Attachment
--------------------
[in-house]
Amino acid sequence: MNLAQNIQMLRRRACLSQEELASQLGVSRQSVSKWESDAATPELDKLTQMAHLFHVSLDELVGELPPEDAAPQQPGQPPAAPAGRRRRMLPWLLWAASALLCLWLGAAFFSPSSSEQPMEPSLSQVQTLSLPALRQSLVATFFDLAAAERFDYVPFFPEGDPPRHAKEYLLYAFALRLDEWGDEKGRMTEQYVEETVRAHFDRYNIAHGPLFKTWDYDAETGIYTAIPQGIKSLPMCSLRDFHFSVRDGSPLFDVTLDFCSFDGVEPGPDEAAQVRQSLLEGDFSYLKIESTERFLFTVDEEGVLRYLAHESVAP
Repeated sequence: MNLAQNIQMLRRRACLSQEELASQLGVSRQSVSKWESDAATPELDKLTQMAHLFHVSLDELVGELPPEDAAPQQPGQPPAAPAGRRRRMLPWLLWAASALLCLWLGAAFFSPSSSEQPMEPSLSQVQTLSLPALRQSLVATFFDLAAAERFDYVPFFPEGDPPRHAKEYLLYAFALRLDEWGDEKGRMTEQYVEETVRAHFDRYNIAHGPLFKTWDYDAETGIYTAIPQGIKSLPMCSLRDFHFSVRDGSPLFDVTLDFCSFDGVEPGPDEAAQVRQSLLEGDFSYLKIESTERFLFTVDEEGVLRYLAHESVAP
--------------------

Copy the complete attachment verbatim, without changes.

[in-house]
Amino acid sequence: MNLAQNIQMLRRRACLSQEELASQLGVSRQSVSKWESDAATPELDKLTQMAHLFHVSLDELVGELPPEDAAPQQPGQPPAAPAGRRRRMLPWLLWAASALLCLWLGAAFFSPSSSEQPMEPSLSQVQTLSLPALRQSLVATFFDLAAAERFDYVPFFPEGDPPRHAKEYLLYAFALRLDEWGDEKGRMTEQYVEETVRAHFDRYNIAHGPLFKTWDYDAETGIYTAIPQGIKSLPMCSLRDFHFSVRDGSPLFDVTLDFCSFDGVEPGPDEAAQVRQSLLEGDFSYLKIESTERFLFTVDEEGVLRYLAHESVAP
Repeated sequence: MNLAQNIQMLRRRACLSQEELASQLGVSRQSVSKWESDAATPELDKLTQMAHLFHVSLDELVGELPPEDAAPQQPGQPPAAPAGRRRRMLPWLLWAASALLCLWLGAAFFSPSSSEQPMEPSLSQVQTLSLPALRQSLVATFFDLAAAERFDYVPFFPEGDPPRHAKEYLLYAFALRLDEWGDEKGRMTEQYVEETVRAHFDRYNIAHGPLFKTWDYDAETGIYTAIPQGIKSLPMCSLRDFHFSVRDGSPLFDVTLDFCSFDGVEPGPDEAAQVRQSLLEGDFSYLKIESTERFLFTVDEEGVLRYLAHESVAP